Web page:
Tuesday, December 21, 2010

Well, we have a Moby-Dick winner!

My fellow Harmonian, Scott, has finished the novel, and this is what he has to say about it:

The book reminds me of my great-uncle and aunt's house. It was built in stages, so you are forced to take twisty passages to get from one end of the house to the other. Some rooms open (illogically) onto other rooms. I always wondered about the third set of stairs; they were walled off, and so led nowhere. Still, there are treasures: the view across the river, the rooms full of "stuff" (probably including a copy of Moby-Dick), a great place to rummage on a rainy day.

Like Moby-Dick, the first few rooms/chapters are bright and fun, but confusion sets in once you leave them.

Coincidentally, I received an email update about a new book of Barry Moser portraits, and who should be featured in the advertisement but Herman Melville, looking, as the Wall Street Journal remarks, "put-upon."

Sometimes when I read Moby-Dick, I also feel put-upon, so that makes two of us.

I do not, however, feel put-upon when I read Jane Austen's Persuasion. What a great book. It's like a frothy, sugary, creamy dessert that's actually wholesome and nutritious and moreover improves my IQ.


Maureen said...

Moser is a wonderful artist. I've been thinking about getting "100 Portraits".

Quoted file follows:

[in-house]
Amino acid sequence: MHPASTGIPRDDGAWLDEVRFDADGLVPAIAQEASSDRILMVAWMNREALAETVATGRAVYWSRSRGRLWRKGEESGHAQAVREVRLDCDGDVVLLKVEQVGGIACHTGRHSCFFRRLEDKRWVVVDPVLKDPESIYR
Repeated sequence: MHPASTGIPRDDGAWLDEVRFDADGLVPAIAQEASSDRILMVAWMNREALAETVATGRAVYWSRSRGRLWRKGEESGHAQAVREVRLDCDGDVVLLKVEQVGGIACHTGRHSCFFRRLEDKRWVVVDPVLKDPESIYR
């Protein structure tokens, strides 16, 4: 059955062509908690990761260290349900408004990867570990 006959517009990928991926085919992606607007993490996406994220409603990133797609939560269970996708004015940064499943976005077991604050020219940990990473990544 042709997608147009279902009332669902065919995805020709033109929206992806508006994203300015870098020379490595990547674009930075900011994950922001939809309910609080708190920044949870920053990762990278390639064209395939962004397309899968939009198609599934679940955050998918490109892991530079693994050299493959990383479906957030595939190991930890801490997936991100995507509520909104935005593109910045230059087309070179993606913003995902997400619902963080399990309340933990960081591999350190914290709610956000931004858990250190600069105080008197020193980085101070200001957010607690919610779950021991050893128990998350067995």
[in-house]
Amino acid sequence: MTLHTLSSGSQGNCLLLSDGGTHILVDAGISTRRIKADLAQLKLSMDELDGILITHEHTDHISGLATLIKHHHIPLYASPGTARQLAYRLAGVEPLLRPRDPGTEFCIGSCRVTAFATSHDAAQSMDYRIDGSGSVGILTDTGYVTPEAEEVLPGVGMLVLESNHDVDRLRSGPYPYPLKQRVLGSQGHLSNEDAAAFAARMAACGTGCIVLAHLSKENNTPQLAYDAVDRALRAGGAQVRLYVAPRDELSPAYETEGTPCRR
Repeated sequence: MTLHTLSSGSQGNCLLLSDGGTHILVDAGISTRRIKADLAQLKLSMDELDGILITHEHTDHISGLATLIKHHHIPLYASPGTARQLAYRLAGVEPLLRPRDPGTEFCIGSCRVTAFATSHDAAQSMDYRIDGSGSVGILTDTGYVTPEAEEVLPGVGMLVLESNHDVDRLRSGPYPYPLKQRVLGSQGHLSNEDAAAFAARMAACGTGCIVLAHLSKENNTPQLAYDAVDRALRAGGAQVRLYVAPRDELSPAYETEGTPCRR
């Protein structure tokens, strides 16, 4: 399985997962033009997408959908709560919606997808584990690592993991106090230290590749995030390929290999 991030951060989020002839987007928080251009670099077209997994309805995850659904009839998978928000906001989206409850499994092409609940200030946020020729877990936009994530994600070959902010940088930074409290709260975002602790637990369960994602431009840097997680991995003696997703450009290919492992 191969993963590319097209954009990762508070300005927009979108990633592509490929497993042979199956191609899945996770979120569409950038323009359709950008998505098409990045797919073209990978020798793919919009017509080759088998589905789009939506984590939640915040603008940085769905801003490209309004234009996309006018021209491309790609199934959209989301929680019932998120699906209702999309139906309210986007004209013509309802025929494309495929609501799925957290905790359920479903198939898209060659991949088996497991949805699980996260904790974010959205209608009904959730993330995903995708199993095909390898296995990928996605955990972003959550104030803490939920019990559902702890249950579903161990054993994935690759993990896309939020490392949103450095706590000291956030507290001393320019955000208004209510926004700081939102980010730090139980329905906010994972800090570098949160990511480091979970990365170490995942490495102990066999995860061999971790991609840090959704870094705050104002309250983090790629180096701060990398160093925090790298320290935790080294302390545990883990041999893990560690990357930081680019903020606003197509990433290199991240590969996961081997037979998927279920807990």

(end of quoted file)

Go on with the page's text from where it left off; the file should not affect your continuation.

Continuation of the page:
Thomas said...

Well, I have made no progress in Moby Dick myself, but my six year old son's adventures with the book continue apace. We did go out to buy him his own copy and settled on an abridged version illustrated handsomely by Patrick Benson. In Benson's forward, he mentions having seen and been inspired by the John Huston film version when he was six. We read this just after Eli had watched the film himself (he has since said that it is his favorite film). And now, Dawn, in a twist to win over your copying heart, he has begun typing out Moby Dick painstaking letter by letter. He's nearly through the first paragraph, and we've had some interesting conversations about punctuation along the way (speaking of which, what about those Melvillean semi-colons? Wow!). This evening we spent a bit of time on the title page (no hyphen, by the way, and, in a touch that would make Harold Bloom beam, the large attribution: "by Eli Juvan." I'm postponing the discussion about copyright and intellectual property for the moment.


Dawn Potter said...

This is so wonderful about your son! My younger son, Paul, at just about the same age as Eli, had some parallel attachments with what I can only call the romance of hard books. I found this both fascinating and strangely heartbreaking; to this day I'm not sure why. Perhaps it was the seriousness of the endeavor, which sometimes seemed almost too hard to watch.